Individuals are no longer investing in stocks, according to an analysis of fund flow data in the Smartmoney.com article, "Should retail investors return to stocks?"
From the story:
The European financial crisis and the poor employment outlook prompted global investors to pull $41.6 billion from equity funds in the second quarter. If those outflows seem mild given the volatility of the past few months, it’s because the majority of retail investors may have already dumped their stocks, says Cameron Brandt, a global markets analyst for EPFR Global, a research firm.
While individual investors run from the stock market into bond funds and money markets, institutional investors are moving into stocks, the story reports.
Individual investors say they're still bearish on the stock market according to a recent investor sentiment survey by the American Association of Individual Investors. Last week's survey revealed that 44 percent of investors thought stocks would fall over the next six months. The survey conducted on July 5 showed that number moving down to 33 percent, still more than the historical average of 30 percent.
Clearly there's no shortage of worries on which a concerned investor could hang her hat. Between the sluggish U.S. economy in general, the looming fiscal cliff and the European debt crisis, there is a lot to freak out about. Those worries could become reality, or they could pass.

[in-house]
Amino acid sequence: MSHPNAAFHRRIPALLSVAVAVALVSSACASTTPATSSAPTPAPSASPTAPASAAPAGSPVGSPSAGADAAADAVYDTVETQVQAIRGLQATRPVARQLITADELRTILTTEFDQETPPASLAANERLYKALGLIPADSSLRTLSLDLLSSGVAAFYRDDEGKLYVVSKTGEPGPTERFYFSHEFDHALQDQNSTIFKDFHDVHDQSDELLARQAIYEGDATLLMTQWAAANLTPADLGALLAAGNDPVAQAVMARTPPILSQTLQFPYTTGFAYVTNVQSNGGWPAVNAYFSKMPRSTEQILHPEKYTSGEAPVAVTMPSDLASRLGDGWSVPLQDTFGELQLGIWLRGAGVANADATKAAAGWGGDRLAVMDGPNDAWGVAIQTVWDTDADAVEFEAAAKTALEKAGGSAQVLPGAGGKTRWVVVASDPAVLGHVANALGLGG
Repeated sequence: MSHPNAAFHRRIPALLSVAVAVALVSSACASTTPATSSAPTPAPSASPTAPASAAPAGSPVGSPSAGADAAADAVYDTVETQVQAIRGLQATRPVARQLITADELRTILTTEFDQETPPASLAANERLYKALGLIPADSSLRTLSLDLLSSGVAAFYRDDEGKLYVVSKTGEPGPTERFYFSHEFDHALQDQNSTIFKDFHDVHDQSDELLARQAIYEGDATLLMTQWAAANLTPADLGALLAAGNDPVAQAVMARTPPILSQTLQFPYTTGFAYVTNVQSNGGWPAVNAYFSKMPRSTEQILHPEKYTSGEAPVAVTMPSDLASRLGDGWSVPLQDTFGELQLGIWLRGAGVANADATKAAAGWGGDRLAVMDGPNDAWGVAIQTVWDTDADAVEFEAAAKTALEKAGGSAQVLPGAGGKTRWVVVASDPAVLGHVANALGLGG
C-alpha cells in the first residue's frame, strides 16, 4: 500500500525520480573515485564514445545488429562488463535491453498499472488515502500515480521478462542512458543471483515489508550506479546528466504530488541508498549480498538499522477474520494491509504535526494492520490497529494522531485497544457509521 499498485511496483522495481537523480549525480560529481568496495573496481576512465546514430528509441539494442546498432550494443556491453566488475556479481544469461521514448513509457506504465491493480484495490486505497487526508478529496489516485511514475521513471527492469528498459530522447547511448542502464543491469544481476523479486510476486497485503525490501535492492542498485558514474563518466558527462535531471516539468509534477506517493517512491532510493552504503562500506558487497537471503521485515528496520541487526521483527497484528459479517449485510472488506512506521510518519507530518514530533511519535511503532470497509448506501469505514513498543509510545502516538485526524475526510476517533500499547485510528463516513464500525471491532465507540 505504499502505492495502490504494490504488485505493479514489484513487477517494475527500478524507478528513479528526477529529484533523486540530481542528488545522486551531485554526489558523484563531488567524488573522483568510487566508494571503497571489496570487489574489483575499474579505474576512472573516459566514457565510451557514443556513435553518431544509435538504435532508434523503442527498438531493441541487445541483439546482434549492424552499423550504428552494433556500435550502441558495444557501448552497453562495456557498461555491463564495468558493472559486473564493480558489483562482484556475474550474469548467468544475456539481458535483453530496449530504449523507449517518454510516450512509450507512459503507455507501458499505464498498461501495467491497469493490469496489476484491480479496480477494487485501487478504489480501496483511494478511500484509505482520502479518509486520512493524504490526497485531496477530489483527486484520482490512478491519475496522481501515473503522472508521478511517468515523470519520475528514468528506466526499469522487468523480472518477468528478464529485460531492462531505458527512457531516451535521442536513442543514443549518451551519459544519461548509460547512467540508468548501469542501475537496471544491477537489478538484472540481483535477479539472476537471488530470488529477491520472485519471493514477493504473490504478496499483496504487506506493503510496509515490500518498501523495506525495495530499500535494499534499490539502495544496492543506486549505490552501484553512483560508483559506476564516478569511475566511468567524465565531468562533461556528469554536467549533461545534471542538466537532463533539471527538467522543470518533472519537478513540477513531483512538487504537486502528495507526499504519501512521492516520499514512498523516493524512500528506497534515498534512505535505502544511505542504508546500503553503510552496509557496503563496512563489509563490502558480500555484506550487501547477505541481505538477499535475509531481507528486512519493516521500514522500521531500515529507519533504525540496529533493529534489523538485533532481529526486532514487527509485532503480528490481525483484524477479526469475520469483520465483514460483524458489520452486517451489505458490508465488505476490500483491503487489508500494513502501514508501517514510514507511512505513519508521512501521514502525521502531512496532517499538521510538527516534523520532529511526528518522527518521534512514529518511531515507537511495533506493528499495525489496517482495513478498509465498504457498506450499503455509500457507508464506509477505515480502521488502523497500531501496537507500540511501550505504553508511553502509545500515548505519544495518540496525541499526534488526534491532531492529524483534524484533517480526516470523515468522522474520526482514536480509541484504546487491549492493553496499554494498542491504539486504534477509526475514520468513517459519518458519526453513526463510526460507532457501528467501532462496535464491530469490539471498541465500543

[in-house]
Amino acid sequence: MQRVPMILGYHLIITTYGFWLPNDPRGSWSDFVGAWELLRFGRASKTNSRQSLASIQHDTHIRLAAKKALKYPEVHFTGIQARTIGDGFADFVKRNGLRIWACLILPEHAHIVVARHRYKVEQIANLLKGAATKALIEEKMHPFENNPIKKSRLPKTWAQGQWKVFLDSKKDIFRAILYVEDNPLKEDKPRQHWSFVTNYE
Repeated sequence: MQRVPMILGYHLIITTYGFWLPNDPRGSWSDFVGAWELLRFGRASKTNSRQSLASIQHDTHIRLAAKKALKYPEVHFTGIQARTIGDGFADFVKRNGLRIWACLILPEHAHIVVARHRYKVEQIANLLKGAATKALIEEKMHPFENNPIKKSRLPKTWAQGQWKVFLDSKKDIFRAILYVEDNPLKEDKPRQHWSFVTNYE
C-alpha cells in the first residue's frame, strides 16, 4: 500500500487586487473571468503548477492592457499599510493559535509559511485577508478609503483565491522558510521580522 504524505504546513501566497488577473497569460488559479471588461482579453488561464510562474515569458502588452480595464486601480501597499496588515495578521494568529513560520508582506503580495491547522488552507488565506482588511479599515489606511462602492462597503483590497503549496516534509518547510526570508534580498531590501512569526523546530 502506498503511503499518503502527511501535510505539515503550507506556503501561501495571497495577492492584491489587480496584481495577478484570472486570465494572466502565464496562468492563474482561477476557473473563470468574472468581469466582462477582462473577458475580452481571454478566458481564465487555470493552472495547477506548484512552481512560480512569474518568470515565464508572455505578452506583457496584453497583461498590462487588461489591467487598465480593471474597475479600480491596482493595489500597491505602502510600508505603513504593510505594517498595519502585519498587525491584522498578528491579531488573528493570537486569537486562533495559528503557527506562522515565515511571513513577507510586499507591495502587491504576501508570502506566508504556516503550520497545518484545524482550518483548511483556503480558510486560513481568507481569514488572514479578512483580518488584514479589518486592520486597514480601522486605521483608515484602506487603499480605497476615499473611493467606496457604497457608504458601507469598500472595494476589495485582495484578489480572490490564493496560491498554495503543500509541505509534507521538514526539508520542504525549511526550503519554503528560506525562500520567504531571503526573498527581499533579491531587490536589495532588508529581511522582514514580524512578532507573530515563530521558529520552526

The problem is that investors typically feel the worst right before the market turns around. A story published this week on NJ.com, the website for 12 of New Jersey's largest papers, "Investor survey reveals pessimism still running high," examined the patterns of market dips and investor sentiment.
From the story:
The (Standard & Poor's 500 index's) price-earnings ratio slid to a two-year low of 11.9 times annual profit on Oct. 3 before the level of bearishness by individual investors climbed above its historical average. The multiple has since rebounded 16 percent and is trading at 13.8 times profits in the past year.
The reading reached an all-time high of 70.3 percent on March 5, 2009, four days before the S&P 500 bottomed at a 12- year low of 676.53. The benchmark stocks index has since surged 102 percent as corporate profits exceeded analysts’ estimates and the Federal Reserve carried out two rounds of bond purchases known as quantitative easing.
Investor anxiety has yet to reach a fever pitch, but it could increase as summer ends and the election season heats up. Right behind the November election, the budget battle in Congress will recommence. As we saw last year, that could have a devastating impact on the economy and investors.
That doesn't mean now is the time to sell stocks.
For investors with a long time to remain in the market, maintaining an allocation to stocks is the best way to reach your financial goals. Portfolios don't have to be, and some would say shouldn't be, all stocks or all bonds. While bonds provide stability and some predictability, the extra returns from stocks can buoy your portfolio over time.
The mistake made by many individuals is to get out of the stock market with a plan to get in when they feel more secure. By the time they feel really positive about stocks, the bull market has run its course, and they've missed all the gains.
If you're considering getting back into equities, read the Bankrate feature, "6 ways to get back into the stock market."
Have you changed your investing plan recently, or do you stay invested in stocks?
Get more CD and Investing News with our free weekly newsletter.
Follow me on Twitter @SheynaSteiner.